And from this bridge we will depart from each other

 

My grandmother has crossed this bridge

For eighty years

She says that this bridge

Is from Tamar’s time1

 

The bridge will remain

It is what it is

Some will enter over it for the first time

While others will exit by it forever.

 

1Referring  to Tamar of Georgia, who reigned as queen of the country from 1184-1213 during Georgia's Golden Age. She was so beloved that Georgians refer to her to this day as ''Tamar Mepe'' or King Tamar.  She remains a very important cultural symbol, and has been canonized by the Georgian Orthodox Church as Holy Righteous King Tamar.

Spoken Text - T'iv
+ Song Info

''T'iv'' is sung in the severally endangered Bats language.   Here, in order for us to better hear the language, Meri reads the poem.

 

To hear more songs in the Bats language, visit the pages of Pat'ima BartishviliNino Arindauli, and Ensemble Ts'ovata.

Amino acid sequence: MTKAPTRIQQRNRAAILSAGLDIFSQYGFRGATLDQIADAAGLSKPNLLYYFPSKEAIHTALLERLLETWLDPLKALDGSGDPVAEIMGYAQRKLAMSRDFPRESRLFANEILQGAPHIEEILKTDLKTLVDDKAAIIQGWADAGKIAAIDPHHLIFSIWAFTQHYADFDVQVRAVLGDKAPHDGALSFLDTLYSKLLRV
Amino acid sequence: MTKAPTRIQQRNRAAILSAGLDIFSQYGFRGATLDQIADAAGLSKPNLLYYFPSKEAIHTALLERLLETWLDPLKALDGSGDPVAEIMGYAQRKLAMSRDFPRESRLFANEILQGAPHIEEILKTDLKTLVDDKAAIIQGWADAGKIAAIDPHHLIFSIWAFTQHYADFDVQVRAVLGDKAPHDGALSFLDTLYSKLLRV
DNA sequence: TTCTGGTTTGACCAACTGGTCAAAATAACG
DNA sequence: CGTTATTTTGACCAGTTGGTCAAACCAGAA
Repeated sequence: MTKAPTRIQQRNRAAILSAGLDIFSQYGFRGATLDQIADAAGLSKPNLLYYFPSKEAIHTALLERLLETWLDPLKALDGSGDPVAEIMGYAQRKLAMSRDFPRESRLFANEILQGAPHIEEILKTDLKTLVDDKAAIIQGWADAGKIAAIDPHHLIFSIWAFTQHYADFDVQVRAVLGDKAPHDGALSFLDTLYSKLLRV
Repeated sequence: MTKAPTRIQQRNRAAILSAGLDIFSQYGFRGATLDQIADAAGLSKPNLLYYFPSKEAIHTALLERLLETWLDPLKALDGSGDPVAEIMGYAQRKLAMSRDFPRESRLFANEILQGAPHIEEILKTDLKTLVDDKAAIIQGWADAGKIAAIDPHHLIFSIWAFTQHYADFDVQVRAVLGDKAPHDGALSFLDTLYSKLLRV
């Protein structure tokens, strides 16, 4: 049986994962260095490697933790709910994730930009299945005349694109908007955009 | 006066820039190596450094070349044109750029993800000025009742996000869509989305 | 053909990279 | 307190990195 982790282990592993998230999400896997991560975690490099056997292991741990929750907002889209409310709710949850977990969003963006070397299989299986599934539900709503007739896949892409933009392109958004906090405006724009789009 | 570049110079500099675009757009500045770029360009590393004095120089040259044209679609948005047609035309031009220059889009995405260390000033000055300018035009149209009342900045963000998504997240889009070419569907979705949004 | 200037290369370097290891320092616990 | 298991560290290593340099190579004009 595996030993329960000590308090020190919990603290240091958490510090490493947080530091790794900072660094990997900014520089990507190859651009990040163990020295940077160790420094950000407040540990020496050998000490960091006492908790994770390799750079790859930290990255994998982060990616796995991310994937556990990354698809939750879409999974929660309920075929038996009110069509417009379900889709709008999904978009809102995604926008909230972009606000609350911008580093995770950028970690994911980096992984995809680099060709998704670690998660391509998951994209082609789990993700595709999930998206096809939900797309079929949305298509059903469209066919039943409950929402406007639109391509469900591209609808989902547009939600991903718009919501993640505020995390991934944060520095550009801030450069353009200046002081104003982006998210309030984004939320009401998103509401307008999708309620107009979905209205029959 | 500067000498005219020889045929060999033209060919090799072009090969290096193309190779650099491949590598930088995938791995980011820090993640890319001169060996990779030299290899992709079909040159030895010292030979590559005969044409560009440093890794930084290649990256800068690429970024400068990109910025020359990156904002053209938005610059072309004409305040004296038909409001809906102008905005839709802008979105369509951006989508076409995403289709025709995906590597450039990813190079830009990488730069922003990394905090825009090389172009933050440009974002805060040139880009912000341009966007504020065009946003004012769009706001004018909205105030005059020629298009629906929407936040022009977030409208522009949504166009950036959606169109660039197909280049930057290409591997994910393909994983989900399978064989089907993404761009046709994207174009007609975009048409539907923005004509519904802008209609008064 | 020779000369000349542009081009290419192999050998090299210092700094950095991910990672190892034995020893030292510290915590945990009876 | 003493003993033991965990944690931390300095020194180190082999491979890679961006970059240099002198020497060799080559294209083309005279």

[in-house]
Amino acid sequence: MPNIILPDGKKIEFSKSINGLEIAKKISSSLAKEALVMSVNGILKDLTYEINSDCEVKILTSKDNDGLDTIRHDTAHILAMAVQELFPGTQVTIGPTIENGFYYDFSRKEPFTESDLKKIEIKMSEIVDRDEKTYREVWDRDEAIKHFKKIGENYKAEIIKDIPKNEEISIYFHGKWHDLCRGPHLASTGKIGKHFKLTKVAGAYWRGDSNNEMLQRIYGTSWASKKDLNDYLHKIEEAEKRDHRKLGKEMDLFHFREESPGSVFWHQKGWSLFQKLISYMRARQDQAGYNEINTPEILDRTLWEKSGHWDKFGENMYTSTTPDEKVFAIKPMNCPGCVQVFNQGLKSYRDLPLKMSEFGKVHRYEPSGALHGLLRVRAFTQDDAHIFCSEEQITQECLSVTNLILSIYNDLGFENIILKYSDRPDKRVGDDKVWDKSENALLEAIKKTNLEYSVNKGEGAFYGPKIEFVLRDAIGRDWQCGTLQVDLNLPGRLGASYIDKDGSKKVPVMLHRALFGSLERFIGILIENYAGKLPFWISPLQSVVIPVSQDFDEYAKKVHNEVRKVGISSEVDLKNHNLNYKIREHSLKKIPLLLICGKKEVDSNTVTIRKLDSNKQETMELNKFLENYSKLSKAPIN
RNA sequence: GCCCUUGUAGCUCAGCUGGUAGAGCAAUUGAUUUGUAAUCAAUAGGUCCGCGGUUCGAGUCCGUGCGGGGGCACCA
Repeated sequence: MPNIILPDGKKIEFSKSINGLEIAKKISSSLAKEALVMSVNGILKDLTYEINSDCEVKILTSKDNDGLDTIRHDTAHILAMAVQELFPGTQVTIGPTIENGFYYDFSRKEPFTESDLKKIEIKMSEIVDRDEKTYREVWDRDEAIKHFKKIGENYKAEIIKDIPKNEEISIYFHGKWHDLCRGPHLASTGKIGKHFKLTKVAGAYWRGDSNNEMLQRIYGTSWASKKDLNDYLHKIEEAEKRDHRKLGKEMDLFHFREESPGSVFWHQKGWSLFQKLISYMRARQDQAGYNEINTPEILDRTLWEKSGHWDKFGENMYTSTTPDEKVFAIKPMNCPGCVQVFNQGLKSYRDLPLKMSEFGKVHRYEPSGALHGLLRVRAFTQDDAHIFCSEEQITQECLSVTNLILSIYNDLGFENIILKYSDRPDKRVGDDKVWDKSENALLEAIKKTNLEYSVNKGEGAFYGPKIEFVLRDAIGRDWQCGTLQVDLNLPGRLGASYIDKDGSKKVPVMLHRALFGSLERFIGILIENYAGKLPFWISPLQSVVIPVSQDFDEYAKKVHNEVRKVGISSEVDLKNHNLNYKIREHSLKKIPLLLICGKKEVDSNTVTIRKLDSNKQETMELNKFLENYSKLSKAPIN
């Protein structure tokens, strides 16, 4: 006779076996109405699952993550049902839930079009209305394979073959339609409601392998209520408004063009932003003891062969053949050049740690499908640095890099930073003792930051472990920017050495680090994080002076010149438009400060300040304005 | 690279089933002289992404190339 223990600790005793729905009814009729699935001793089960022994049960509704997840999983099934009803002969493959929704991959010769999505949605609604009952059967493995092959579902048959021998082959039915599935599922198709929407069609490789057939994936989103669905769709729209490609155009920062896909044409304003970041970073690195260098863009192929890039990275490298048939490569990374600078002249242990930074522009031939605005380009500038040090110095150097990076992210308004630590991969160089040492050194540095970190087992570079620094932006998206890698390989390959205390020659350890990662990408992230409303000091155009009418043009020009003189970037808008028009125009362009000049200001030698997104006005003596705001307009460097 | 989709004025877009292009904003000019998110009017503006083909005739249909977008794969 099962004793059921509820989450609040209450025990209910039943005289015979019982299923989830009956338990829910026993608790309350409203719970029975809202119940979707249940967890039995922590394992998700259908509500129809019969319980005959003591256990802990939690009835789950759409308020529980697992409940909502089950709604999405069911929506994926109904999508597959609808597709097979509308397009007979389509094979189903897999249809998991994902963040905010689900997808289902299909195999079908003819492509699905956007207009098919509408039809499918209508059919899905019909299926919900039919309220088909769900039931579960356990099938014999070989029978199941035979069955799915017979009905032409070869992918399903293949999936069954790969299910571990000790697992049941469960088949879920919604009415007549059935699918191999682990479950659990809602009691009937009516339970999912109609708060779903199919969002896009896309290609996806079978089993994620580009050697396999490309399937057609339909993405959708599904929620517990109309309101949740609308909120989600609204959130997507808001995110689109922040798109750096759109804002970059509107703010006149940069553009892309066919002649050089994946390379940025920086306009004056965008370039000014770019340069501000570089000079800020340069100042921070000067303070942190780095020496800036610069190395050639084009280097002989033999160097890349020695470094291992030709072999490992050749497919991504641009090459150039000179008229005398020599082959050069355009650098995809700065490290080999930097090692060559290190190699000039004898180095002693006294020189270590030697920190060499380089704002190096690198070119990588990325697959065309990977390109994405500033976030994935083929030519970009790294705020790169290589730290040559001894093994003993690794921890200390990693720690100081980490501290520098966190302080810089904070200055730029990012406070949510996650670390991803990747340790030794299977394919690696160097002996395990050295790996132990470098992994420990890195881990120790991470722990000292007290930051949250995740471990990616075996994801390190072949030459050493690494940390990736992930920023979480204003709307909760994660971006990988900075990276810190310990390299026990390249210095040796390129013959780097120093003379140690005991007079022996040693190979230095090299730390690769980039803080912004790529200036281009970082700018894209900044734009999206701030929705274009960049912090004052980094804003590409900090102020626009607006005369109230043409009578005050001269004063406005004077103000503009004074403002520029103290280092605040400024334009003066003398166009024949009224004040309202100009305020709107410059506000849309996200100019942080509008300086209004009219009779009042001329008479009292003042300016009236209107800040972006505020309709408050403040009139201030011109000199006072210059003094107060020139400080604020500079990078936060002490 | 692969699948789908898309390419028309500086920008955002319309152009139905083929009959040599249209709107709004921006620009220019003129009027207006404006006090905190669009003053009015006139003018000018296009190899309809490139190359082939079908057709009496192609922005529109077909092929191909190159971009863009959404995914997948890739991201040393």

Please visit UNESCO’s Atlas of the World’s Languages in Danger to learn more about the Bats language. To learn more about the Ts’ova Tush, and other minority groups in the Caucasus, read on at Batsav, an informative website created by A.J.T. Bainbridge.

+ Lyrics

T’iv

(scroll down for English translation)

 

Phe bolo lamzurch mindrea

Tsha lamzur k’ats’k’o t’iv dao

Et’ivev veetsin chu ikho

Et’ivev verge sharn ikho

 

Se eg et’ivev lelina

Uk’ve dheuzt’q sho daelo

Se agas leod e t’iven

Tamar khanduna daelo

 

T’iv khum maintsa disola

Dakheeme t’ivkhum t’ivda

Menish ts’inish chuikha

Menish t’qo dukhtso daghoga

 

Translation:

 

Bridge

 

At the end of the village, in the field

Is one small bridge

Together we are coming by this bridge

From one another we are going by this bridge

 

My grandmother has crossed this bridge

For eighty years

Grandmother says that this bridge

Is from Tamar’s time1

 

The bridge still remains

Because a bridge is a bridge